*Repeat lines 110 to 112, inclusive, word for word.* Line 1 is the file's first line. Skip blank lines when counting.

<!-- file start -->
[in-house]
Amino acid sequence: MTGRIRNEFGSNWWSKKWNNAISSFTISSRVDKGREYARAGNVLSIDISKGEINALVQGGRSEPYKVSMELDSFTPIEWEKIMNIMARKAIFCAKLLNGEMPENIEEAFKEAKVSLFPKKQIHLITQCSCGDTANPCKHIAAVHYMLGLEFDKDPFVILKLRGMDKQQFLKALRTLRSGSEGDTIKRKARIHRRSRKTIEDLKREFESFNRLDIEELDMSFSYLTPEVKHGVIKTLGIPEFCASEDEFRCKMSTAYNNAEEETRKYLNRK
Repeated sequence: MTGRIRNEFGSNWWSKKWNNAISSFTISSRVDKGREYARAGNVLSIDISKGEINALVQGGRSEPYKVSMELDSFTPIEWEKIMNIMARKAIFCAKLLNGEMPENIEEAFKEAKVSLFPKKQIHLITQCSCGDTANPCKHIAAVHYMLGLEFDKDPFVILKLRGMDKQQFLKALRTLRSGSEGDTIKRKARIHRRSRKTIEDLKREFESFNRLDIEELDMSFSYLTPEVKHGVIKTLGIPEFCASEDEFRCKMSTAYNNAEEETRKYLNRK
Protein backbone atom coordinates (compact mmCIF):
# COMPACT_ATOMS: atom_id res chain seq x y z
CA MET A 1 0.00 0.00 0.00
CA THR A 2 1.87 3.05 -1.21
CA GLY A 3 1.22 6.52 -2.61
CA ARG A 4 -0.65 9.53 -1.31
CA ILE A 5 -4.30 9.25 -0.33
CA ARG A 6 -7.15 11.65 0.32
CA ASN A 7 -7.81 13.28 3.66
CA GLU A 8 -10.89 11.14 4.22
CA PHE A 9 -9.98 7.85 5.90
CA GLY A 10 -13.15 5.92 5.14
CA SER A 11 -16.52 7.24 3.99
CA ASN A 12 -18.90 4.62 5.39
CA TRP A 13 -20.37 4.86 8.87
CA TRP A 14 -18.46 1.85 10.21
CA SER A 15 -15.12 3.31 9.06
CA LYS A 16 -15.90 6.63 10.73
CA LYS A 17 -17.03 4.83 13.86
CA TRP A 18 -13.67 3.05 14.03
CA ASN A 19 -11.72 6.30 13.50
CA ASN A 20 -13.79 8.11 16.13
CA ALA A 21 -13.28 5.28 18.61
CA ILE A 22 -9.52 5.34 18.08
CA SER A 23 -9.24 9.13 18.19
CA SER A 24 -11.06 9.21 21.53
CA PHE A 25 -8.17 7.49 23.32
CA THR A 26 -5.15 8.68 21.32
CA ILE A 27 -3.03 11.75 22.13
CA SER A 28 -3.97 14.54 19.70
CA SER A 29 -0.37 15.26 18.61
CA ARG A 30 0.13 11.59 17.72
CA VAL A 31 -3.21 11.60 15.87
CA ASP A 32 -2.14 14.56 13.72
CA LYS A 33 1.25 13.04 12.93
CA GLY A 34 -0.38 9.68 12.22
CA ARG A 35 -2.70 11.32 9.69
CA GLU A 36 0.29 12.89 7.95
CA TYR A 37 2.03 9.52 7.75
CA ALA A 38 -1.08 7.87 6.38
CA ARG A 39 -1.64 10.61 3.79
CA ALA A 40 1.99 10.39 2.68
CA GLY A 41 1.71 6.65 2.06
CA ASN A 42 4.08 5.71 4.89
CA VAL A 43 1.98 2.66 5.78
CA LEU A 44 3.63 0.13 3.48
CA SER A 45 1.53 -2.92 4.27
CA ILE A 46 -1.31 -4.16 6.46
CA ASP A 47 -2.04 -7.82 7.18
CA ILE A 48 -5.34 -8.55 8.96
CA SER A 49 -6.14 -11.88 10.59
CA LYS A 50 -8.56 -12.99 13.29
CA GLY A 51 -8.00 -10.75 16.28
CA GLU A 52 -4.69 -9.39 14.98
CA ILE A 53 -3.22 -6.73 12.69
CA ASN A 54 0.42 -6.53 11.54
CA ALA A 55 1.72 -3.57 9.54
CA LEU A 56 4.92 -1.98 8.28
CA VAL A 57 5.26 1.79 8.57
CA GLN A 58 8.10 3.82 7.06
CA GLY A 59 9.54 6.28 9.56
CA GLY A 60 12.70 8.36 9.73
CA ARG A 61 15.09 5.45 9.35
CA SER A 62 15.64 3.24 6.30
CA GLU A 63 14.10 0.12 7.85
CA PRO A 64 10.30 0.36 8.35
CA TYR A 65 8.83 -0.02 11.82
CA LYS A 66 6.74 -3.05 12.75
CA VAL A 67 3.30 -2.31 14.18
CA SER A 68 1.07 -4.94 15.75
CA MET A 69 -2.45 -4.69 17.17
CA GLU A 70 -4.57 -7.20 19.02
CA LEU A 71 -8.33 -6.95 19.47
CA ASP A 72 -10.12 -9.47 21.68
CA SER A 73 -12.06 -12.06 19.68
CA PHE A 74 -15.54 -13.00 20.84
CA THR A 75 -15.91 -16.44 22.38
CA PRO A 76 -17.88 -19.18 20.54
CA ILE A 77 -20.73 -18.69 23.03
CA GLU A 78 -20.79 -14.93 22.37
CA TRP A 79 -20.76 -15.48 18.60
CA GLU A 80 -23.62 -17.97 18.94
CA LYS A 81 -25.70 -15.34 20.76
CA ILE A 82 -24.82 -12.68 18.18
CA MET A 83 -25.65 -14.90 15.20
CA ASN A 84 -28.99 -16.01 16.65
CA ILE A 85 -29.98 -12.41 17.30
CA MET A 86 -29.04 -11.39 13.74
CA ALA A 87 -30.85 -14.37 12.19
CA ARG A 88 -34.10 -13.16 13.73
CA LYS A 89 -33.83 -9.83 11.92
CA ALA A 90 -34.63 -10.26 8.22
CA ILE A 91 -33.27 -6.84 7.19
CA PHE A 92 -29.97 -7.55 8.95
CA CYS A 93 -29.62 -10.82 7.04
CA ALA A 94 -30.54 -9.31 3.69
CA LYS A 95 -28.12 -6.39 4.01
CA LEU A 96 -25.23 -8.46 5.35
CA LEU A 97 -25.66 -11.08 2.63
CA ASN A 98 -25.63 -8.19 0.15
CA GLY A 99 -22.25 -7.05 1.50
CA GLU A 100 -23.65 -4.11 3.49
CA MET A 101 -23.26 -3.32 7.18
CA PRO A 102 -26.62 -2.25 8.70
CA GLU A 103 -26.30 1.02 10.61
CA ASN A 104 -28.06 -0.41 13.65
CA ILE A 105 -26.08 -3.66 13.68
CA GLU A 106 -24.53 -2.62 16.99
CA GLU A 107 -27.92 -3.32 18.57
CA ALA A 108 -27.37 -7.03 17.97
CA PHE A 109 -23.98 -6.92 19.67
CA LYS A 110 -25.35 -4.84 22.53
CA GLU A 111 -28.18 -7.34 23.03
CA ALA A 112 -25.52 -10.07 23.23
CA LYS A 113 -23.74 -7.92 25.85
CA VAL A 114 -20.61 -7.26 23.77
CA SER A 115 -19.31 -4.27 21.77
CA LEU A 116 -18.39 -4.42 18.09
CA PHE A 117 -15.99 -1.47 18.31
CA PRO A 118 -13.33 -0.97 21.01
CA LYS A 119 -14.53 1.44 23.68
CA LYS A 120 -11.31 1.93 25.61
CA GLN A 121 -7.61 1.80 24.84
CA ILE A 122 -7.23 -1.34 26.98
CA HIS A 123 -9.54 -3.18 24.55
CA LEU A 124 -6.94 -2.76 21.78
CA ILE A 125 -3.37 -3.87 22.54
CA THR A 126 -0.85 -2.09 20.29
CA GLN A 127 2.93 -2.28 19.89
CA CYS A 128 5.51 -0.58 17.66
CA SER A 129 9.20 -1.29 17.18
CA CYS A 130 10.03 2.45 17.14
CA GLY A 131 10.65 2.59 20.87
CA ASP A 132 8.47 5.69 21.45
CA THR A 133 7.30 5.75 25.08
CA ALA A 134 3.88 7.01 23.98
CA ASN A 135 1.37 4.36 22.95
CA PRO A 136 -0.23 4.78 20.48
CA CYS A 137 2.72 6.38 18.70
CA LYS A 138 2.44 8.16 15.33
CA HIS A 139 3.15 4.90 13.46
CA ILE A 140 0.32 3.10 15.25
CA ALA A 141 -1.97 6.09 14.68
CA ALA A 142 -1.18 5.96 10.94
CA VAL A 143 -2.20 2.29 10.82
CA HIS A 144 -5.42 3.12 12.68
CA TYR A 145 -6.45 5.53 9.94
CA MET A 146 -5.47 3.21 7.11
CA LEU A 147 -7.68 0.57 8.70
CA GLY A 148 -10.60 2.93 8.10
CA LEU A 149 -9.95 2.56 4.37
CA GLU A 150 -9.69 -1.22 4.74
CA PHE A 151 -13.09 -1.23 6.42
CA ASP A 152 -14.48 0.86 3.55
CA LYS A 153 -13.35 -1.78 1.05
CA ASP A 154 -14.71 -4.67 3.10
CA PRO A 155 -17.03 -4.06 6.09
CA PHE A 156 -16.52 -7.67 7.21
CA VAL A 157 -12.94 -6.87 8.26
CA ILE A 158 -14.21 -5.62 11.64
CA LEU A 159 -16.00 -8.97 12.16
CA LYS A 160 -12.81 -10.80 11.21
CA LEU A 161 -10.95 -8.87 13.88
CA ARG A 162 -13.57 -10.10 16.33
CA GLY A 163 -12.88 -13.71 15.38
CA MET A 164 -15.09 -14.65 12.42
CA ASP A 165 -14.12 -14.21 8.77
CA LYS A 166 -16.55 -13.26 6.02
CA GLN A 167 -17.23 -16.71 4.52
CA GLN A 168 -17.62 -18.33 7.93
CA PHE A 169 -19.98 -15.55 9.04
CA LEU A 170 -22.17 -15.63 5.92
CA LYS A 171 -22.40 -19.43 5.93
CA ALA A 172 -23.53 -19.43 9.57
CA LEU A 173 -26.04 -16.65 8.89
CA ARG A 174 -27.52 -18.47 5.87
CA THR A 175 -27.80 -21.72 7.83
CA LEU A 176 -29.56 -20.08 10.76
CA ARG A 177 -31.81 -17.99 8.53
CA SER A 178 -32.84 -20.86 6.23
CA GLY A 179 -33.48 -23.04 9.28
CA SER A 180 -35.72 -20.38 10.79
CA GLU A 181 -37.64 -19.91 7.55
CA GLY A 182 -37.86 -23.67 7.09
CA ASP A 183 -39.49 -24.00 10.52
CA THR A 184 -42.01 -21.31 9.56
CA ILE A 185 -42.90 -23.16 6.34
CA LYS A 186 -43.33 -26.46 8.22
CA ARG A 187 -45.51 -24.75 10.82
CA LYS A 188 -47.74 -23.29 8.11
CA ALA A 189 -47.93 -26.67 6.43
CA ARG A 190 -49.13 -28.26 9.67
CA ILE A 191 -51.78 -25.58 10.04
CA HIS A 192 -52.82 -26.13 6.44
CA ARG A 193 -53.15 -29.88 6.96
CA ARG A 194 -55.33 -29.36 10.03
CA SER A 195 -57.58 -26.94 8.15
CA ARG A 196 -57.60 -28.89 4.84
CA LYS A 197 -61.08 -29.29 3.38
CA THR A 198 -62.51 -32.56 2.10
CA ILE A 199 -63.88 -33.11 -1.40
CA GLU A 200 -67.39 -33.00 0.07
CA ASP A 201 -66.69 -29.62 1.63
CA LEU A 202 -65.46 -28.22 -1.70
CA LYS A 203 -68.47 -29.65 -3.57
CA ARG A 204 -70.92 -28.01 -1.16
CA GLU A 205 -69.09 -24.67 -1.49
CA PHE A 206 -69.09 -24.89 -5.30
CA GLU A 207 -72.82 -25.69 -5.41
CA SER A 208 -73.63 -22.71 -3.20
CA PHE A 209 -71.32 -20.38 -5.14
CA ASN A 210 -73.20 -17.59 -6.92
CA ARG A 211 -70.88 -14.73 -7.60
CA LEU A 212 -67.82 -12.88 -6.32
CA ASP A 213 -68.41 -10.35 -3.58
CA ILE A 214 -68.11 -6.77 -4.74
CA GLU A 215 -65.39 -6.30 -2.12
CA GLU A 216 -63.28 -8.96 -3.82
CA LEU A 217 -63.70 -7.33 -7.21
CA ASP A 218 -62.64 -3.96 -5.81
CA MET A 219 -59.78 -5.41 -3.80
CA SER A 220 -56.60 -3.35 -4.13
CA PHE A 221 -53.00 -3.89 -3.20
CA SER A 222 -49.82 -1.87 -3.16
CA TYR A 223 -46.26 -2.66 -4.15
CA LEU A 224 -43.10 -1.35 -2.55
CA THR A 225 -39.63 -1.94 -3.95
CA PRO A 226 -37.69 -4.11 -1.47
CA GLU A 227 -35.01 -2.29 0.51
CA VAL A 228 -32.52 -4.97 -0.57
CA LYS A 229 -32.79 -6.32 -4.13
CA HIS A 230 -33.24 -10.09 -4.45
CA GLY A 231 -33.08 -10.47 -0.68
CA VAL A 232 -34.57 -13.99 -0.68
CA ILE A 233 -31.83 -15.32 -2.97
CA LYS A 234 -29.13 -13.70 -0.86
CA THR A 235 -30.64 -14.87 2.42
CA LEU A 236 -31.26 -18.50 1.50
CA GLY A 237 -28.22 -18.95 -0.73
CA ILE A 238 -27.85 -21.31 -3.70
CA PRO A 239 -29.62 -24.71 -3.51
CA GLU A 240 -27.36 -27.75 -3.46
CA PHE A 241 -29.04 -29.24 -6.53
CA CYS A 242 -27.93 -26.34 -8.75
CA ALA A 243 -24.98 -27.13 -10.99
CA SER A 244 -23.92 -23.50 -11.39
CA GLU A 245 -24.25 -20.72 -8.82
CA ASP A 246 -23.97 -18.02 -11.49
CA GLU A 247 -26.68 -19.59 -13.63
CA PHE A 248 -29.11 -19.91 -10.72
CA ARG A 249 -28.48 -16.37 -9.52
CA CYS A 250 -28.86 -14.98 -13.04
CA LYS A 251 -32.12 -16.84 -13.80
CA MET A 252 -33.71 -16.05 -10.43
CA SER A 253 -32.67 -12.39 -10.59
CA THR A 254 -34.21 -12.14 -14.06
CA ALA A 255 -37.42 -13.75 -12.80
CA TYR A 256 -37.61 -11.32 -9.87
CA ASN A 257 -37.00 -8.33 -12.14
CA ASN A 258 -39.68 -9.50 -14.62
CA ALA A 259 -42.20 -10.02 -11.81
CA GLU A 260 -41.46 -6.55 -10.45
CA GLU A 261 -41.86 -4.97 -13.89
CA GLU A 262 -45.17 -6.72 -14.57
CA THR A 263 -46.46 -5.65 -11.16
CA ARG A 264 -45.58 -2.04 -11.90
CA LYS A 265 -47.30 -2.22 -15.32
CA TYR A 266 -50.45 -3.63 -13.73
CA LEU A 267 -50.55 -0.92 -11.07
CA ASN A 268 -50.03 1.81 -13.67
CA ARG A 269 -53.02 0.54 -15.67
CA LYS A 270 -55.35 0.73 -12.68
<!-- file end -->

CA ILE A 105 -26.08 -3.66 13.68
CA GLU A 106 -24.53 -2.62 16.99
CA GLU A 107 -27.92 -3.32 18.57